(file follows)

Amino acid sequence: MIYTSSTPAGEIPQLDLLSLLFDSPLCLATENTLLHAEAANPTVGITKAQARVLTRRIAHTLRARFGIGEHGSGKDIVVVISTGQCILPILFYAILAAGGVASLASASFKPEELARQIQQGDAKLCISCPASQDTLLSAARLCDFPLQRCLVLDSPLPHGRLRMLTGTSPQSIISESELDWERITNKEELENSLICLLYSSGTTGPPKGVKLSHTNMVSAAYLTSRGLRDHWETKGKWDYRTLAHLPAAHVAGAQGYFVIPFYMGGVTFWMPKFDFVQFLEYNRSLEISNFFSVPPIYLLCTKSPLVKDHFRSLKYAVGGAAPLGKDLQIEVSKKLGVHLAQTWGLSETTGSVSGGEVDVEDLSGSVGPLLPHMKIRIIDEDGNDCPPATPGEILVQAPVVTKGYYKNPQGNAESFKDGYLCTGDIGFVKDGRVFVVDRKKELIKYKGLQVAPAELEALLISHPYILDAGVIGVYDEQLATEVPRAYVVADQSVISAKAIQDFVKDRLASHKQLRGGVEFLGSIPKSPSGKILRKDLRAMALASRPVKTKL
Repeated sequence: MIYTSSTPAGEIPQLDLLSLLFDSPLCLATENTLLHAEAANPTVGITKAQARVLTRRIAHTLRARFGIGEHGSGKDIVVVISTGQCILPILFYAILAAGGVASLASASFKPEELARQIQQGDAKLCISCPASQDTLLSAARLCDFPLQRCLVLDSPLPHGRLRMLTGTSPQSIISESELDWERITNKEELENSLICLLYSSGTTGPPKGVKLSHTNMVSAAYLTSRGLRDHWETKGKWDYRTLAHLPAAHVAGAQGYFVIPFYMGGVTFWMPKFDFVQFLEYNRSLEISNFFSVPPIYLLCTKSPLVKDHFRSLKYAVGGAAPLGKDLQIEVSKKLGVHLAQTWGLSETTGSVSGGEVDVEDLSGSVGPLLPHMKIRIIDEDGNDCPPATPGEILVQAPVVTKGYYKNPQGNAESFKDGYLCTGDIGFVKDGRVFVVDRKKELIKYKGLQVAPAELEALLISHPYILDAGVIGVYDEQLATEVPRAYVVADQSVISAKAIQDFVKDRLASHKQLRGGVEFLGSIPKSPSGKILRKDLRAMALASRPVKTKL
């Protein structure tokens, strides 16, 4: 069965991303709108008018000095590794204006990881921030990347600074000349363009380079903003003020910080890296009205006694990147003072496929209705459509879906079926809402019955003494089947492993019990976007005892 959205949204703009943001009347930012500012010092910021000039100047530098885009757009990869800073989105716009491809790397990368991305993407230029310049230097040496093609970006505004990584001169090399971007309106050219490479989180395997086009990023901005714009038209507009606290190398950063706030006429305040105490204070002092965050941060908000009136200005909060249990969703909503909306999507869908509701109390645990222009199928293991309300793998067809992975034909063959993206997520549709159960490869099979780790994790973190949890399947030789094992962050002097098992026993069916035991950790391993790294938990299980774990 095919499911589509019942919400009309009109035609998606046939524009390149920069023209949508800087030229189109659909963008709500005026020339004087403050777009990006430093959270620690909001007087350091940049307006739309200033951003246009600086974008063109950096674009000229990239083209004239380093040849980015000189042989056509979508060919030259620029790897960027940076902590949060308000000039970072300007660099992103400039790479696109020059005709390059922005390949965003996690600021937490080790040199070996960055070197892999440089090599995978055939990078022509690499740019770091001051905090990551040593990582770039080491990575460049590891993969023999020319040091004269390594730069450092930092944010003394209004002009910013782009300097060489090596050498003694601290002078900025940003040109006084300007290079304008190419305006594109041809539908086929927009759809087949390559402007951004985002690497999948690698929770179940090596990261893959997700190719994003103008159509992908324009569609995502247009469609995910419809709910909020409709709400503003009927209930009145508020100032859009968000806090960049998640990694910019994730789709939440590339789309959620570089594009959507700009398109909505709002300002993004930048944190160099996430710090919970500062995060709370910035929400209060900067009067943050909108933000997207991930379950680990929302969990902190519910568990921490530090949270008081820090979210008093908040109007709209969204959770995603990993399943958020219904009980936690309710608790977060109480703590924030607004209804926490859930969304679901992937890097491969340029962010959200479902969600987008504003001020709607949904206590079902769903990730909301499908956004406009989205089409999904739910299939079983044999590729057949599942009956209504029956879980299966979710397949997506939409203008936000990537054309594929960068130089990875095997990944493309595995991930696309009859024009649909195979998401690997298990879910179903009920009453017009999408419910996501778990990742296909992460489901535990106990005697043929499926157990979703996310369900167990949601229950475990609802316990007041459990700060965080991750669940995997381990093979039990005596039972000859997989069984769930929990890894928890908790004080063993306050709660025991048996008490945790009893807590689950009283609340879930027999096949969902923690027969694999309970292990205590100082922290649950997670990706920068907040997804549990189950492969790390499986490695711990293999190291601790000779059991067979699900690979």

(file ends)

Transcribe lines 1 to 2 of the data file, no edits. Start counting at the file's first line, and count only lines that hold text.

Amino acid sequence: MIYTSSTPAGEIPQLDLLSLLFDSPLCLATENTLLHAEAANPTVGITKAQARVLTRRIAHTLRARFGIGEHGSGKDIVVVISTGQCILPILFYAILAAGGVASLASASFKPEELARQIQQGDAKLCISCPASQDTLLSAARLCDFPLQRCLVLDSPLPHGRLRMLTGTSPQSIISESELDWERITNKEELENSLICLLYSSGTTGPPKGVKLSHTNMVSAAYLTSRGLRDHWETKGKWDYRTLAHLPAAHVAGAQGYFVIPFYMGGVTFWMPKFDFVQFLEYNRSLEISNFFSVPPIYLLCTKSPLVKDHFRSLKYAVGGAAPLGKDLQIEVSKKLGVHLAQTWGLSETTGSVSGGEVDVEDLSGSVGPLLPHMKIRIIDEDGNDCPPATPGEILVQAPVVTKGYYKNPQGNAESFKDGYLCTGDIGFVKDGRVFVVDRKKELIKYKGLQVAPAELEALLISHPYILDAGVIGVYDEQLATEVPRAYVVADQSVISAKAIQDFVKDRLASHKQLRGGVEFLGSIPKSPSGKILRKDLRAMALASRPVKTKL
Repeated sequence: MIYTSSTPAGEIPQLDLLSLLFDSPLCLATENTLLHAEAANPTVGITKAQARVLTRRIAHTLRARFGIGEHGSGKDIVVVISTGQCILPILFYAILAAGGVASLASASFKPEELARQIQQGDAKLCISCPASQDTLLSAARLCDFPLQRCLVLDSPLPHGRLRMLTGTSPQSIISESELDWERITNKEELENSLICLLYSSGTTGPPKGVKLSHTNMVSAAYLTSRGLRDHWETKGKWDYRTLAHLPAAHVAGAQGYFVIPFYMGGVTFWMPKFDFVQFLEYNRSLEISNFFSVPPIYLLCTKSPLVKDHFRSLKYAVGGAAPLGKDLQIEVSKKLGVHLAQTWGLSETTGSVSGGEVDVEDLSGSVGPLLPHMKIRIIDEDGNDCPPATPGEILVQAPVVTKGYYKNPQGNAESFKDGYLCTGDIGFVKDGRVFVVDRKKELIKYKGLQVAPAELEALLISHPYILDAGVIGVYDEQLATEVPRAYVVADQSVISAKAIQDFVKDRLASHKQLRGGVEFLGSIPKSPSGKILRKDLRAMALASRPVKTKL